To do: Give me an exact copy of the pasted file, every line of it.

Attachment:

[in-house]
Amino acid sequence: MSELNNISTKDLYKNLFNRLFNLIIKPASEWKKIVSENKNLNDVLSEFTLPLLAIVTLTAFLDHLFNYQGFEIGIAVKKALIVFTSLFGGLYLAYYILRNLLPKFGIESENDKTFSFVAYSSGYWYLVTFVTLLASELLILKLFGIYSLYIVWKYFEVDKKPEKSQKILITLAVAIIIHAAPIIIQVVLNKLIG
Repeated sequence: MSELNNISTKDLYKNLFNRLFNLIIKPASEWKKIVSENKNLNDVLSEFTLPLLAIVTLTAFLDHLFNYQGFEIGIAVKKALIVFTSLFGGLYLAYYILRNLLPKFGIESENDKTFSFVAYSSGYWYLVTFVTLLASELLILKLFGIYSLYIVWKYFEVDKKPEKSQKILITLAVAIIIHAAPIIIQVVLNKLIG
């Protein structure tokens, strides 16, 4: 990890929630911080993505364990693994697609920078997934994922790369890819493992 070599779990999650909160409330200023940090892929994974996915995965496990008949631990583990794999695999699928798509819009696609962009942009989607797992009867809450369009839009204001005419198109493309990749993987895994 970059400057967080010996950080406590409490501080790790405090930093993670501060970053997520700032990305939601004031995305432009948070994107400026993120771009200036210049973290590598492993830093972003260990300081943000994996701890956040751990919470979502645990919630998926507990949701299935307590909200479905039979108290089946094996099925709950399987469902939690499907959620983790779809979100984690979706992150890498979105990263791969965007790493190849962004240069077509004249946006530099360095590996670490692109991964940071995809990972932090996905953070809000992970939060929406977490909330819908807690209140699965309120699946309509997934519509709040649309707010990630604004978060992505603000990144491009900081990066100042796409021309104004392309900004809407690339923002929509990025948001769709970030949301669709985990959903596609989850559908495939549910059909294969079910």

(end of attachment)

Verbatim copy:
[in-house]
Amino acid sequence: MSELNNISTKDLYKNLFNRLFNLIIKPASEWKKIVSENKNLNDVLSEFTLPLLAIVTLTAFLDHLFNYQGFEIGIAVKKALIVFTSLFGGLYLAYYILRNLLPKFGIESENDKTFSFVAYSSGYWYLVTFVTLLASELLILKLFGIYSLYIVWKYFEVDKKPEKSQKILITLAVAIIIHAAPIIIQVVLNKLIG
Repeated sequence: MSELNNISTKDLYKNLFNRLFNLIIKPASEWKKIVSENKNLNDVLSEFTLPLLAIVTLTAFLDHLFNYQGFEIGIAVKKALIVFTSLFGGLYLAYYILRNLLPKFGIESENDKTFSFVAYSSGYWYLVTFVTLLASELLILKLFGIYSLYIVWKYFEVDKKPEKSQKILITLAVAIIIHAAPIIIQVVLNKLIG
């Protein structure tokens, strides 16, 4: 990890929630911080993505364990693994697609920078997934994922790369890819493992 070599779990999650909160409330200023940090892929994974996915995965496990008949631990583990794999695999699928798509819009696609962009942009989607797992009867809450369009839009204001005419198109493309990749993987895994 970059400057967080010996950080406590409490501080790790405090930093993670501060970053997520700032990305939601004031995305432009948070994107400026993120771009200036210049973290590598492993830093972003260990300081943000994996701890956040751990919470979502645990919630998926507990949701299935307590909200479905039979108290089946094996099925709950399987469902939690499907959620983790779809979100984690979706992150890498979105990263791969965007790493190849962004240069077509004249946006530099360095590996670490692109991964940071995809990972932090996905953070809000992970939060929406977490909330819908807690209140699965309120699946309509997934519509709040649309707010990630604004978060992505603000990144491009900081990066100042796409021309104004392309900004809407690339923002929509990025948001769709970030949301669709985990959903596609989850559908495939549910059909294969079910």